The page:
ARX – She’s My Demon

Posted: 14/04/2014 in Album Review
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The words ‘punk’ combined with ‘blues’ have the overwhelming power to distort all objectivity and evoke horrors simply too gruesome to mention. Before we all run fingers in our ears back to mother lets have a little listen.

Brighton’s ARX – is that a research chemical? – take their muse from garage rock, which fittingly is kind of punky blues. They belt our ‘She’s My Demon’ in an appropriately rambunctious manner: all big fuck-off drums and shards of guitar. They have a no-so-secret weapon in the vocals of Hannah Pidduck. Powerful voices can substitute real emotion for histrionics. Not here. Hannah’s earthy diction is more akin to classic soul. Which is where ARX meet their USP – gospel garage rock.

The old testament lovelorn lyrics and compositional maturity belie their tender age. Much like the middle-aged teenager of pop, Adele. The “woahs” are a little cheeky, but if you are going to lift a backing vocal you aren’t going to better ‘Rolling In The Deep’

They’ve landed ground-running here. A few more songs down the line and some gadgets to fill the gaps and something rather special is going to happen.

Yeah, and try escaping from earworm “never been satisfied”. Which as a catchy hook, is quite ironic.

Don’t you think.


‘Grunge’ was a funny thing. More of a scene than a genre really, and not even much of that. A scramble by major labels to sign $$$ bands from a random city in the Pacific North West. Objectively Alice in Chains and The Screaming Trees are hugely dissimilar. There is a fairly unspoken of rift in that era between the bands that just wanted to be Led Zep/Neil Young and the ones who were more into the 80s hardcore or the Pixies thing.

Tigercub – very wisely – have chosen the latter path. That of The Sonic Youth, Mudhoney and of course that modestly successful Nirvana band. All big riffs, great melodies and emotional impact – remember when bands meant something and spoke from the heart? Us neither but they must have done at some point.

If you have even a faintest interest in the Brighton music scene you cannot fail to have noticed the impact Tigercub have had and that is just going to snowball into something greater.  They’ve been touring up and down the country payin’ their dues so now is the time for some pay-off.

New single Blue Blood is being launched on April 24th at Bermuda Triangle and might well be their best yet. A tension filled quiet/loud bite of perfect noise pop. Lairy but sensitive, harsh yet fragile. A tantalising taste of a debut album?

We do hope so. No support announced yet. Watch this space…

There was a bit of a debate going on tonight. Are Crime Scene, Yeah! Serious, is it an art-prank or is it just good old fashioned shits-and-giggles? With bated breath we shall wait and see.

torsTORS make for a fantastic visual treat. It’s most likely unintentional, but they’ve modelled themselves on different eras of modernist America: last of the old-timers, thirties docker, fifties housewife and sixties leisurewearer. Which doesn’t lend many clues to the music. They are mid-Atlantic in their style. A canvas of indie with inflections of folk, blues and post rock – at times like a less foreboding I Like Trains. They meander between sinister minimalism and soothing calm with the greatest of ease. A lovely beginning to the evening.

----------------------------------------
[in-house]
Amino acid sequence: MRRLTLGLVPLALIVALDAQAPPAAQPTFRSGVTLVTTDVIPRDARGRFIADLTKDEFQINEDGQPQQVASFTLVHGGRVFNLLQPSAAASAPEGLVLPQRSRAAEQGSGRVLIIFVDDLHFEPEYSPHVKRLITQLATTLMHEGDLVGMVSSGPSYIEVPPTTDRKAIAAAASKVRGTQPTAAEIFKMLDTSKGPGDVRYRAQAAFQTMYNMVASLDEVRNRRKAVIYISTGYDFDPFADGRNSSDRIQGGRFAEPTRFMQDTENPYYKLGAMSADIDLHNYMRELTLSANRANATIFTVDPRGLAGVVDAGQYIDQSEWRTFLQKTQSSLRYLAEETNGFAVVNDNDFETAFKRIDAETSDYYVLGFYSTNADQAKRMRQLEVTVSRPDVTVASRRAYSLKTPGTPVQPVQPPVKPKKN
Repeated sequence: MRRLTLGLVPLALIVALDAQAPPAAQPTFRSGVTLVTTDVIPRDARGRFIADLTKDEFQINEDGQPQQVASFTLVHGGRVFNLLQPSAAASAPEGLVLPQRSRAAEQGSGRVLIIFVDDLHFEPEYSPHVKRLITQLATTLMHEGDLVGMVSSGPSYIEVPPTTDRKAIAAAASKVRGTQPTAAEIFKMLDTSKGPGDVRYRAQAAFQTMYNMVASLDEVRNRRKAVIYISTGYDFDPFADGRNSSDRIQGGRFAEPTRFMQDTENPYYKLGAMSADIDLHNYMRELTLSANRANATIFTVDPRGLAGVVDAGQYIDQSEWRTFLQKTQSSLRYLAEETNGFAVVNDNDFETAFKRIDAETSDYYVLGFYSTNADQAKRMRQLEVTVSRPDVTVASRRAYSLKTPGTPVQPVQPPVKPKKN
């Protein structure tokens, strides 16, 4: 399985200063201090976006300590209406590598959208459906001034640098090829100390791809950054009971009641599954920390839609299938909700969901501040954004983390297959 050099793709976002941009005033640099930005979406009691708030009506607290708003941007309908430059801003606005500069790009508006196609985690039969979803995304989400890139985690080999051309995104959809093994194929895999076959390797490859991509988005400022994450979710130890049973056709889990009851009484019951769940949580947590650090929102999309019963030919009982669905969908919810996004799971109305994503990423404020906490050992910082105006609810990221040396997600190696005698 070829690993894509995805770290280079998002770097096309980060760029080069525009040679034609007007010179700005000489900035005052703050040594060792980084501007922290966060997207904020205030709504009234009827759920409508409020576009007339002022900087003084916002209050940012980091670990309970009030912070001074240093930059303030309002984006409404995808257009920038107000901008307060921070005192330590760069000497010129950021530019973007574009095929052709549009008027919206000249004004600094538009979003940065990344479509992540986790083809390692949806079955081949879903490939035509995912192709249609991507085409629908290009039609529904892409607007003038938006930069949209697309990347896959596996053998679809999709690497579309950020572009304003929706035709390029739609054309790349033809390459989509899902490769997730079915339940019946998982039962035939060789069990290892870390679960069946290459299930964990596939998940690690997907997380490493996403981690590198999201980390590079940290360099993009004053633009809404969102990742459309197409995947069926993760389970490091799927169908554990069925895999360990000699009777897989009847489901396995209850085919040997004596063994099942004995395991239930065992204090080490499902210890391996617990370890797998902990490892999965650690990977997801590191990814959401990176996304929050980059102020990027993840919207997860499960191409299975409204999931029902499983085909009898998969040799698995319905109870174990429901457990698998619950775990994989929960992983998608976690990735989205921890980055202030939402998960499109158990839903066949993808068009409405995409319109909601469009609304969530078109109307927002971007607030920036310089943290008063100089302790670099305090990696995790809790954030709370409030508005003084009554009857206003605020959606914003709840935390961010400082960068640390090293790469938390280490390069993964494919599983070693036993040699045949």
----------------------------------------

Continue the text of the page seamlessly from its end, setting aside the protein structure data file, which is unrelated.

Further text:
Which could never – ever – under any circumstances be said about Fallow Deer. A product of their upbringing, the deermen know Their Libertines and Arctic Monkeys, but why couldn’t those bands be more like The Stooges? Well why? There is energy to spare and every inch of the stage is used. The band sing at the absolute limits of being in tune and trade off each other skilfully. Too many bands take themselves far too seriously. Being a bit scruffy and having fun is the main agenda here. It’s not like anyone is actually on the road to fame anyway.

Crime Scene YeahAlthough Crime Scene, Yeah! Are investing every calorie in their bodies in the pursuit of rabid celebrity. In answer to the earlier question, they seem to be serious enough, songs don’t just appear out the ether you know, but they are definitely in on the joke. Whether it’s a prank or not is unclear. What is clear, is the am-dram aesthetic is pushed past eleven and we will submit to their campcore. The bamboozled looks in the audience suggest brilliance or absurdity. The whole thing seems a satire of hyper-hipster electro-rock Shoreditchers. And if they aren’t worth taking the piss out of then who is?

In the early 00s I didn’t know very much about jazz  but into Gang Starr. So I gave Guru’s Jazzmatazz a go.

‘Highly unimpressed’ would be a fair appraisal. Cheesy singing, pointless noodling and Guru’s rather one dimensional delivery do not comfortable bedfellows make.

I thought I’d give it another spin now I know a lot about jazz.  Still ‘highly unimpressed’, but for completely different reasons.

Decent jazz – i.e. early 50s to late 60s – is instrumental, which completely compromises the entire rap crossover concept of Jazzmatazz and makes the singing not only cheesy but culturally distorted. Hip-hop, the central muse here, is derived from funk. Jazz flirted with funk in the 70s but that was ‘fusion’. Miles Davis aside, fusion is widely considered a bad idea and again, not wholly jazz. The solos on Jazzmatazz still feel like noodling, which they don’t in actual jazz. You wouldn’t normally have an instrument soloing while there are vocals – twatty guitarists in rock notwithstanding. This doesn’t buck the trend. Guru still sounds monotonous and slightly uncomfortable. Braggadocio is a key theme in hip-hip. Yes, it is tiring. Yes, it ruins a lot of tracks, but it is also necessary to create a natural flow.

Now I do understand it is “an experimental fusion of hip-hop and jazz”, it just doesn’t work. That is a terrifically pretentious thing to do. Which is fine, why not get a bit pretentious? You just need a bit of intellectual weight to back it up.

Later volumes include Craig David, Courtney Pine and Wynton Marsalis, god rest our weary souls.

Also, given how socially conscious Guru was, why was his band called “Gang Starr”?

Abattoir Blues

Abattoir Blues